Essential Politics: One week, two Americas as a new president takes office

With the U.S. Capitol in the background, a lock on anti-scaling security fencing is seen on Saturday in Washington.
(Jacquelyn Martin / Associated Press)

Fifty-four years ago this spring, the Rev. Martin Luther King Jr. traveled to Stanford University to offer a portrait of the nation that perhaps only he could cast in such stark but important terms.

“There are literally two Americas,” King told the audience, describing one as a bountiful land of opportunity and the other as a barren wasteland of poverty and hopelessness.

“In a sense, the greatest tragedy of this other America is what it does to little children. Little children in this other America are forced to grow up with clouds of inferiority forming every day in their little mental skies. As we look at this other America, we see it as an arena of blasted hopes and shattered dreams.”

King focused on the systemic plight of Black Americans but acknowledged that others, in lines drawn by ethnicity and poverty, also were residents of the “other” America.


Any number of politicians went on to borrow King’s thesis to fit their own electoral platforms, a version of which appeared as the platform of former North Carolina Sen. John Edwards’ presidential run in 2004. That the imagery has endured — hope and prosperity, despair and decay — may say something about the enduring paradox of a nation founded on egalitarian principles.

The words of King seem especially important on this national day for remembering his life and legacy as a bitterly divided nation prepares to change leaders — a transfer of power in the midst of a devastating pandemic, a watershed moment in racial justice and, just 12 days ago, a frightening insurrection of citizens inspired by the words of an American president.

Portions of King’s 1967 speech feel especially prophetic.

“And I’m absolutely convinced that the forces of ill-will in our nation, the extreme rightists in our nation, have often used time much more effectively than the forces of goodwill,” King told the Stanford audience. “And it may well be that we will have to repent in this generation not merely for the vitriolic words of the bad people and the violent actions of the bad people, but for the appalling silence and indifference of the good people who sit around and say wait on time.”

A half-century later, the nation struggles with any number of conflicting realities — including reality and truth itself. And in the aftermath of an acrimonious election and a citizenry that seems to live in at least two Americas — of pain and perception, for starters — the focus turns to Joe Biden and Kamala Harris, who will assume the two highest jobs in the land in just 48 hours.

An inauguration in Fortress Washington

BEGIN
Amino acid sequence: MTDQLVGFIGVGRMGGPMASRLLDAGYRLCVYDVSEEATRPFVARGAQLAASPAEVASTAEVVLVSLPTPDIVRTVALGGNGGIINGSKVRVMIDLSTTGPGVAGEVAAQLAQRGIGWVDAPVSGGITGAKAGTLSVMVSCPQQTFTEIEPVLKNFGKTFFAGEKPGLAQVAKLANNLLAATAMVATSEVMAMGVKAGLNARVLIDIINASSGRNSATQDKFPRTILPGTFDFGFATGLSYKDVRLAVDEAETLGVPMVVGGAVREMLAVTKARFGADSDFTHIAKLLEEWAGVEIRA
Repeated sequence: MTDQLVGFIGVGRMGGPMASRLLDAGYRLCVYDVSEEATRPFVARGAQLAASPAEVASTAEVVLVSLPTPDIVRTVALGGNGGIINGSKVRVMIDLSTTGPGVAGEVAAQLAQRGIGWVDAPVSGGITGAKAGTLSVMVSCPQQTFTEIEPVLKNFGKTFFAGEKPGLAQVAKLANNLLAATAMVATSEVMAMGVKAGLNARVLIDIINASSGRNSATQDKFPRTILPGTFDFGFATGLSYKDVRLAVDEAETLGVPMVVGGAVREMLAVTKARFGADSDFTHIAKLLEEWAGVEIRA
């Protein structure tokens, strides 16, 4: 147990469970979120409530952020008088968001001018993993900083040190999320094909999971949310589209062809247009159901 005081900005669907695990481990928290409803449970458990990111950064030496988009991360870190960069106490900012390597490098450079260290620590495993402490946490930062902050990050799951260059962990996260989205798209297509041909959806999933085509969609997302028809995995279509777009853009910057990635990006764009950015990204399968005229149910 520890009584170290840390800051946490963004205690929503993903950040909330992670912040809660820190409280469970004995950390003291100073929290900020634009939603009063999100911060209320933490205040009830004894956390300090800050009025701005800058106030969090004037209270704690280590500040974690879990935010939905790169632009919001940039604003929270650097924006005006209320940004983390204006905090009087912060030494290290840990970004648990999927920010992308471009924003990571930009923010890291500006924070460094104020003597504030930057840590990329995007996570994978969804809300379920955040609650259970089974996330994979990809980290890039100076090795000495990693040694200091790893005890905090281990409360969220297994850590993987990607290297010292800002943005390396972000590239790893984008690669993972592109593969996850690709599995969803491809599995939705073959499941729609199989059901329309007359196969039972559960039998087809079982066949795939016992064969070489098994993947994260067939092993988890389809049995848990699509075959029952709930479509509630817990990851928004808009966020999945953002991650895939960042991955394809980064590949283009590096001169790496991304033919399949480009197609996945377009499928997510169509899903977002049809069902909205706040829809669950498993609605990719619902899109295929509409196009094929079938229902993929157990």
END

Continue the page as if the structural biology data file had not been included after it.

Ratified 88 years ago next week, the 20th Amendment requires the term of the president and vice president to begin on Jan. 20. We’ll leave it to historians to decide whether any previous inauguration was fraught with the kind of tension looming over Wednesday’s ceremony when Biden and Harris will take the oath of office.

And yet the incoming vice president believes there will still be time for celebration. “I believe that there is great joy among people who recognize the historic nature of this election,” Harris said in an interview with The Times. “I do believe that people will find a moment to experience that joy.”

But the soon-to-be vice president acknowledged the tough times in which she and the president-elect will take office. And the physical surroundings of Wednesday’s ceremony will be a reflection of what happened on that spot just two weeks earlier.

In the Jan. 6 insurrection at the Capitol, prosecutors are now alleging that some rioters planned to “capture and assassinate” lawmakers and that far-right extremists have not backed down. “Since the January 6 insurrection, violent online rhetoric regarding the inauguration has increased,” federal prosecutors wrote in a court filing last week.


Some of those charged with crimes during the unprecedented attack have said they were just following the instructions they received from President Trump, including comments made at the rally earlier that day that records indicate was partly organized by some with close connections to the president.

And a few of those charged have made it clear they expect him to come to their defense over the next 48 hours.

“I would like a pardon from the president of the United States,” said Jenna Ryan, a Texas real estate agent charged in the storming of the Capitol, in an interview with CBS News late last week. “I think that we all deserve a pardon. I’m facing a prison sentence. I think that I do not deserve that.”

The nation’s capital is not the only seat of government that resembles a fortress as the week begins. An FBI warning of possible armed protests at all 50 state capitols starting Saturday through Wednesday has led to heightened security measures at statehouses throughout the nation. For those of us in Sacramento, both the state Capitol and a variety of government buildings — the headquarters of the California Department of Justice, the state Treasurer’s office, the courts and more — are now being patrolled by members of the National Guard.